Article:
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This is a book everyone has been talking about, especially now that the movie has been released.
I had to VERY patiently wait until my birthday to read it, since I asked for the trilogy as a present. Waiting was not easy.
My initial reaction to the start of the book was the serious contrast between the book design and the reading audience. The oversized font (hardback version) immediately reminded me of Eragon, but the reading level was obviously above the need for such design. I even looked it up to be sure; according to Scholastic, Eragon is aimed for middle school readers (6-8 grades, thus more of a children’s book), whereas Divergent is aimed for high school reading (8-12 grades, considered “young adult”). Also, maybe I’m in the minority on this due to current changing times, but if you wanted to discuss “genetically engineered produce” (aka GMO’s) with me in middle school, you would have had to teach me what it was first. This coming from an environmental scientist who knows very well about the GMO debate. Therefore, I was confused as to why a young adult book would choose such an oversized, childish book design.
Let’s get back to that GMO statement. I’m not going to debate the issue one way or another here, because while it’s a big deal to the industry I work in, it’s not part of the purpose of this blog. However, there was a statement made early on in the book that really just grabbed me and made me say “Whoa.” I encourage you to ponder it for a moment or two.
“Most of what we eat is frozen or canned, because farms these days are far away. My mother told me once that, a long time ago, there were people who wouldn’t buy genetically engineered produce because they viewed it as unnatural. Now we have no other option.”
I read a LOT of reviews about this book before getting it, and sometimes that can really skew your opinion of something. Many, many people have compared it to The Hunger Games: dystopian worlds, divided groups of people (districts vs factions), female underdog trying to prove herself, etc etc. And, sadly, most have said that The Hunger Games were better. I decided that I would not pass judgement until I had finished at least this first book of the trilogy.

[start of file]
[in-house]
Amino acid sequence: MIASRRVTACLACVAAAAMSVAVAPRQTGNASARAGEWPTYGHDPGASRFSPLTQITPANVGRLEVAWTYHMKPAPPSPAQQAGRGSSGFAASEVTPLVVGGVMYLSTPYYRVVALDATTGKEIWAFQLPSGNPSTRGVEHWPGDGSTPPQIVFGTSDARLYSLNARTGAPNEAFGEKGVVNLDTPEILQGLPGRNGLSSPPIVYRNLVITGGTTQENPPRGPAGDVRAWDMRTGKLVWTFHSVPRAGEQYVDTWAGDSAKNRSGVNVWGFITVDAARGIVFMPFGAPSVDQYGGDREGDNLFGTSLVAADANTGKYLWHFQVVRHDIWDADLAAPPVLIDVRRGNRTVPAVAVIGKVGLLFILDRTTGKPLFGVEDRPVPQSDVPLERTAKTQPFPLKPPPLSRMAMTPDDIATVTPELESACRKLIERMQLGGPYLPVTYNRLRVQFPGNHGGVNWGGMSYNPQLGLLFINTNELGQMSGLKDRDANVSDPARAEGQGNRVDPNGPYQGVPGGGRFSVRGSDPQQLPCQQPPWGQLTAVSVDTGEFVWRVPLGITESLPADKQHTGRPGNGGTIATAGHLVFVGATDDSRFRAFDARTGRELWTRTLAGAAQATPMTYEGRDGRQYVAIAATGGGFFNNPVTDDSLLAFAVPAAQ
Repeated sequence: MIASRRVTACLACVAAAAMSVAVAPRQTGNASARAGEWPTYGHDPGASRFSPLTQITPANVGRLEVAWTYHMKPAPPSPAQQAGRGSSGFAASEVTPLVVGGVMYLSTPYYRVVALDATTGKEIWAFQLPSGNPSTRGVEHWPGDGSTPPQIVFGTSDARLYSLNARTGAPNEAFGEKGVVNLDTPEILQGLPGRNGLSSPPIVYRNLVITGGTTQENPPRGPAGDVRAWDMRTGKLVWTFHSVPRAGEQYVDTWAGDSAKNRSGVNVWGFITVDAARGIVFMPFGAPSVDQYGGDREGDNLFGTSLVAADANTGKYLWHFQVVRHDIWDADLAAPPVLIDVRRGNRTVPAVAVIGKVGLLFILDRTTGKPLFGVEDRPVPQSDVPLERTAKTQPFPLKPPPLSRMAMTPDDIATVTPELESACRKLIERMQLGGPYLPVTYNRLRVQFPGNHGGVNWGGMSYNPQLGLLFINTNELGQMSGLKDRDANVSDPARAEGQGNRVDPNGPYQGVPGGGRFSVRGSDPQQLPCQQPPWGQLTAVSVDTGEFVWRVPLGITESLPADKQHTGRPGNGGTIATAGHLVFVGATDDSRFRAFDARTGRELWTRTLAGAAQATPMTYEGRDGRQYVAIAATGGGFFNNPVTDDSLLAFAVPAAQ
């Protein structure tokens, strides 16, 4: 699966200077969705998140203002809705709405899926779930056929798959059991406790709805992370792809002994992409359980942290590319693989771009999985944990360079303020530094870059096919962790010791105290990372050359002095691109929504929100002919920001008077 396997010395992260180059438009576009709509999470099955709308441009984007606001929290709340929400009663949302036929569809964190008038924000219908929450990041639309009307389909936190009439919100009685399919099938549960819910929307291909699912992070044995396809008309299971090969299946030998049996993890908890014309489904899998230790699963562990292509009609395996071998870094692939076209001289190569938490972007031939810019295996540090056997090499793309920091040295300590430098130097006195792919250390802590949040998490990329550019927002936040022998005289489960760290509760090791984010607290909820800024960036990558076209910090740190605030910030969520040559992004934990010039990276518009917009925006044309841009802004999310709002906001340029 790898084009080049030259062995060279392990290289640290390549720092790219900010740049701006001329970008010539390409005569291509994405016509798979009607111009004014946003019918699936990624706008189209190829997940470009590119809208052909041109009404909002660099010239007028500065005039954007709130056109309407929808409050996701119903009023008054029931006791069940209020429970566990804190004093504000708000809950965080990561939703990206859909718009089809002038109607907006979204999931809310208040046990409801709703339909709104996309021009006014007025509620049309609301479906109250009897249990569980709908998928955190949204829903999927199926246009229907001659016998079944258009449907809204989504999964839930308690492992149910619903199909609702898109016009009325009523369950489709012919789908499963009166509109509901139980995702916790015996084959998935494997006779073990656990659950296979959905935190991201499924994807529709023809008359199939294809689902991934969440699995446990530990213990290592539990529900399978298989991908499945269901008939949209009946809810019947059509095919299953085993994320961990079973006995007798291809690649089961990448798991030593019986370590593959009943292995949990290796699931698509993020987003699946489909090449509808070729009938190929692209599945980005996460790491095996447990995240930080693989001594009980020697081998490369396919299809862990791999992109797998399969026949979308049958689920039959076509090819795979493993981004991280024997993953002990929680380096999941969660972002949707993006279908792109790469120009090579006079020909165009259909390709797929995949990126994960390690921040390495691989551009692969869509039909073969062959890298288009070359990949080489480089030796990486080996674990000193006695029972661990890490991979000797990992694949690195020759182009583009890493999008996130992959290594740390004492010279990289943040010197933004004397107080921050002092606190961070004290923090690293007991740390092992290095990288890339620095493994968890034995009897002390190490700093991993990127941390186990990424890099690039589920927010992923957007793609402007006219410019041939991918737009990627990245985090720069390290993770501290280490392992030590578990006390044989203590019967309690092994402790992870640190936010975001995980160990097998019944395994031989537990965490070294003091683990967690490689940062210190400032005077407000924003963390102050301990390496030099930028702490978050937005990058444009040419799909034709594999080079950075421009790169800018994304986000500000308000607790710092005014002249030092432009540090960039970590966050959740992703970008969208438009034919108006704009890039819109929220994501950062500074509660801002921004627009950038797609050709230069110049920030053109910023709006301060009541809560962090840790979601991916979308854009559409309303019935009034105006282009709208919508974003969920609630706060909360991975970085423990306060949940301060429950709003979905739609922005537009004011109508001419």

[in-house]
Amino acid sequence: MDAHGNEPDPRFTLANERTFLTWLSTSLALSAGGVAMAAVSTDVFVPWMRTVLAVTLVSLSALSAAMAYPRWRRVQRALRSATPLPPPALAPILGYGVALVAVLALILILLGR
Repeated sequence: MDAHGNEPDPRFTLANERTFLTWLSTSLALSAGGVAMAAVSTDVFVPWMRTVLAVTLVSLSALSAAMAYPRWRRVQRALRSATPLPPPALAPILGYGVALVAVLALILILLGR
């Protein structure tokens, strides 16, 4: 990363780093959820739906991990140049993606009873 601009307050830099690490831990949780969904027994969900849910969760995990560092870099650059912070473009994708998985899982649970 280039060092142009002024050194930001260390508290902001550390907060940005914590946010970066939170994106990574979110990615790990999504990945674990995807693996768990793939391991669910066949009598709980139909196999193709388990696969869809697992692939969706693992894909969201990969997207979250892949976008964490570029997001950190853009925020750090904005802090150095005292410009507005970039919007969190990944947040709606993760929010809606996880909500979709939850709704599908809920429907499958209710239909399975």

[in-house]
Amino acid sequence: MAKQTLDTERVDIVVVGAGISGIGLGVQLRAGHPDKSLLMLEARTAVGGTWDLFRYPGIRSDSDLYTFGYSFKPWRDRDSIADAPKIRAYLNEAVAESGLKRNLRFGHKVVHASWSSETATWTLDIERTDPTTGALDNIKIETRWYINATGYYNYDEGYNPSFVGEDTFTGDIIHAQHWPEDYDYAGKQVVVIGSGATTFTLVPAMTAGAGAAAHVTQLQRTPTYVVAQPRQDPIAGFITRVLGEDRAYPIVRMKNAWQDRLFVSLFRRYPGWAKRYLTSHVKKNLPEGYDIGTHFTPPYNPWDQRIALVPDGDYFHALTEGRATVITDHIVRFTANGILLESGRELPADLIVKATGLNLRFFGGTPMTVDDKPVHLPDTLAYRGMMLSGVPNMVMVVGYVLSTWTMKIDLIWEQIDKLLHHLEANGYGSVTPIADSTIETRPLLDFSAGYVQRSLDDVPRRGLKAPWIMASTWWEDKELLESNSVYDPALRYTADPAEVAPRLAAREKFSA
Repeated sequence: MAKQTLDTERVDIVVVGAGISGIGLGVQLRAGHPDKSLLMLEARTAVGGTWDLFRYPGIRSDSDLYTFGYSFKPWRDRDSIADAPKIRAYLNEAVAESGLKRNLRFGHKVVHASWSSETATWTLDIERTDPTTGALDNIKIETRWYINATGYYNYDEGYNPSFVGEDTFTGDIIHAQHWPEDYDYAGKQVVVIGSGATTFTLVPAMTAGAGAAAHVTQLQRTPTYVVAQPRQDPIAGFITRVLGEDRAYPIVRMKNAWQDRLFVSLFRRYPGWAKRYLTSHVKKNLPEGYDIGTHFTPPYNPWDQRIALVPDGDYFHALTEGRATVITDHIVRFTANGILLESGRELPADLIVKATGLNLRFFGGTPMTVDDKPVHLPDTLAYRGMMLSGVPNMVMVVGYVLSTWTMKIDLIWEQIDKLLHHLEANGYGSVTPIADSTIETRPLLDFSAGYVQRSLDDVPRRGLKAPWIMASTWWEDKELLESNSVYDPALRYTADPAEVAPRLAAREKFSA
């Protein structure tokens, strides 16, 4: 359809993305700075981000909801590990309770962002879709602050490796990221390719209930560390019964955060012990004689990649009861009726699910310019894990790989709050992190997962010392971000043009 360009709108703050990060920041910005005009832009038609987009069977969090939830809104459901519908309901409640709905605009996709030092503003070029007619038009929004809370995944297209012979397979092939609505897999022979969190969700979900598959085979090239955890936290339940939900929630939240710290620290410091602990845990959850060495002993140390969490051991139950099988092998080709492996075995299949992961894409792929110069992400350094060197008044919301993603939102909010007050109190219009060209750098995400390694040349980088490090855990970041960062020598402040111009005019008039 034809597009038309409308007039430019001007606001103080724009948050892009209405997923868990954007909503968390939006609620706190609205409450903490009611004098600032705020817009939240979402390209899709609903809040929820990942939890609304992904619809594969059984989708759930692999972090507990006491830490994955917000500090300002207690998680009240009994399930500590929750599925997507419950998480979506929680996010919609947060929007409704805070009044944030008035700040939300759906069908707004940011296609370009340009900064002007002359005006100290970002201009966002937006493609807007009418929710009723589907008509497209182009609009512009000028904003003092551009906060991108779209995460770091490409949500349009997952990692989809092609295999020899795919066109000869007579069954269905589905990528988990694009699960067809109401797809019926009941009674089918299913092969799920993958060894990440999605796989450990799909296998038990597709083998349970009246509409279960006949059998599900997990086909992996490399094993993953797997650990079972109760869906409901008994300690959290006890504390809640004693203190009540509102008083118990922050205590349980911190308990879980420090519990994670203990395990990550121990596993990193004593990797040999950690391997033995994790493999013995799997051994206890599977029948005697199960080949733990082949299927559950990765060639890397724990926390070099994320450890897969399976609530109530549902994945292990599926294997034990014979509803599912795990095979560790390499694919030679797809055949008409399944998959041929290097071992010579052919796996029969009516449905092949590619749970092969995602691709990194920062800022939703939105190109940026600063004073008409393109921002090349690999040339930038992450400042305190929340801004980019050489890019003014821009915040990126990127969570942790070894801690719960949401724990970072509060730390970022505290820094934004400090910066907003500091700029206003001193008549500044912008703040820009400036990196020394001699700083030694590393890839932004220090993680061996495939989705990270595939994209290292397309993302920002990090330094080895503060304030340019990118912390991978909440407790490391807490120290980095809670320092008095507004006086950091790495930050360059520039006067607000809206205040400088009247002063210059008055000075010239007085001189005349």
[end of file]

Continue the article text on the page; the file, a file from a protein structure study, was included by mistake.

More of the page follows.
I’m really glad I waited. Is it similar in a lot of ways to The Hunger Games? Yes, it is, there’s no denying that fact. But I’m pretty sure a lot of dystopian books are similar in various ways, that’s just what makes the genre. I don’t think that the comparison is necessarily fair, to either the Divergent trilogy or Veronica Roth herself. It may follow the typical lines of the genre, but Divergent is also different in its own ways, and those differences are what make this book SO GOOD.
I think one of the parts I enjoyed the most was the dynamic between Tris and Four. Thank you, Veronica Roth, for not feeling the need to create the male-female-male love triangle like so many other YA authors. I mean really, why do so many feel the need to use that angle??
I also loved the underlying theme of being different but trying to blend in anyway, only to find that being different is what makes you strong, and that you aren’t the only “different” one out there. That’s such a universal thing – we’ve all been there at some point or another in our lives. (Heck, I just recently admitted my total embarrassment over my love of YA/fantasy books. I have literally spent years trying to hide the mass majority of the books I’ve read, for fear of what other people might think. It has taken dipping into the book blogging world for me to realize how many other “different” people are out there that really are the same as me.)
This book was a page turner until the very end for me, and I could not WAIT to pick up the second one. Good thing I asked for the entire series!
Now, how could I possibly publish this review without discussing the movie that you KNOW I had to see this past weekend?? I enjoyed the movie, and it irritates me that all anyone can do is compare it to The Hunger Games. I was honestly leery about Shailene Woodley playing the role of Tris, having known her from The Secret Life of the American Teenager. However, I thought she played the role well, and I really can see this as being her transition and introduction to bigger and better things. Theo James was a little awkward at times (when they were entering his fearscape it was so apparent that the Fiance just busted out laughing), but it sort of fed the relationship between the two so it was okay. They did alter some of Tris’ interactions with Jeanine Matthews, which somewhat ruffled my feathers. They also changed how the ending went down. I don’t want to give it away to anyone who hasn’t read the book or seen the movie yet, but I will say that I thought the final events in the book were more believable than how they portrayed it in the movie. Overall though, I thought it was great, and I feel bad that it has received the label of The Hunger Games’ red-headed stepsister.
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“Books to the ceiling, Books to the sky, My pile of books is a mile high. How I love them! How I need them! I'll have a long beard by the time I read them.” - Arnold Lobel
Reading without reflecting is like eating without digesting - Edmund Burke
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